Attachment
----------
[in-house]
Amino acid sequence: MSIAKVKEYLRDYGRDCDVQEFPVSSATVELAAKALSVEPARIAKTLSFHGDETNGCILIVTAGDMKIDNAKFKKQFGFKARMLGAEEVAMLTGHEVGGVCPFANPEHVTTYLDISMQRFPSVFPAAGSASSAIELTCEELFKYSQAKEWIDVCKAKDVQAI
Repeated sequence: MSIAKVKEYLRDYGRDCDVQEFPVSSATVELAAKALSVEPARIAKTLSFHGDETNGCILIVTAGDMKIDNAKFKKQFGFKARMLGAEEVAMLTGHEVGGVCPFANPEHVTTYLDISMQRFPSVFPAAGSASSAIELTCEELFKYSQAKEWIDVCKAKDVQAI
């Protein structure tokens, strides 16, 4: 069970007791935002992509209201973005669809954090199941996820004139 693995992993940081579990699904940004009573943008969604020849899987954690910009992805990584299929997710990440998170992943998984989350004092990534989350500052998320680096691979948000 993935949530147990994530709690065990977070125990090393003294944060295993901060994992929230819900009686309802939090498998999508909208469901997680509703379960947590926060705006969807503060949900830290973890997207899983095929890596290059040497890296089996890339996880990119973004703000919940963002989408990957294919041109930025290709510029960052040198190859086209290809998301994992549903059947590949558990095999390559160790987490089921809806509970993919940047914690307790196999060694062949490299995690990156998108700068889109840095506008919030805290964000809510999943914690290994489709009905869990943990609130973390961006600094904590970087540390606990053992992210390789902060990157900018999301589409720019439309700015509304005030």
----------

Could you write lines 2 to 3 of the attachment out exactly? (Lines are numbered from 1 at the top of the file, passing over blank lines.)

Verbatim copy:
Amino acid sequence: MSIAKVKEYLRDYGRDCDVQEFPVSSATVELAAKALSVEPARIAKTLSFHGDETNGCILIVTAGDMKIDNAKFKKQFGFKARMLGAEEVAMLTGHEVGGVCPFANPEHVTTYLDISMQRFPSVFPAAGSASSAIELTCEELFKYSQAKEWIDVCKAKDVQAI
Repeated sequence: MSIAKVKEYLRDYGRDCDVQEFPVSSATVELAAKALSVEPARIAKTLSFHGDETNGCILIVTAGDMKIDNAKFKKQFGFKARMLGAEEVAMLTGHEVGGVCPFANPEHVTTYLDISMQRFPSVFPAAGSASSAIELTCEELFKYSQAKEWIDVCKAKDVQAI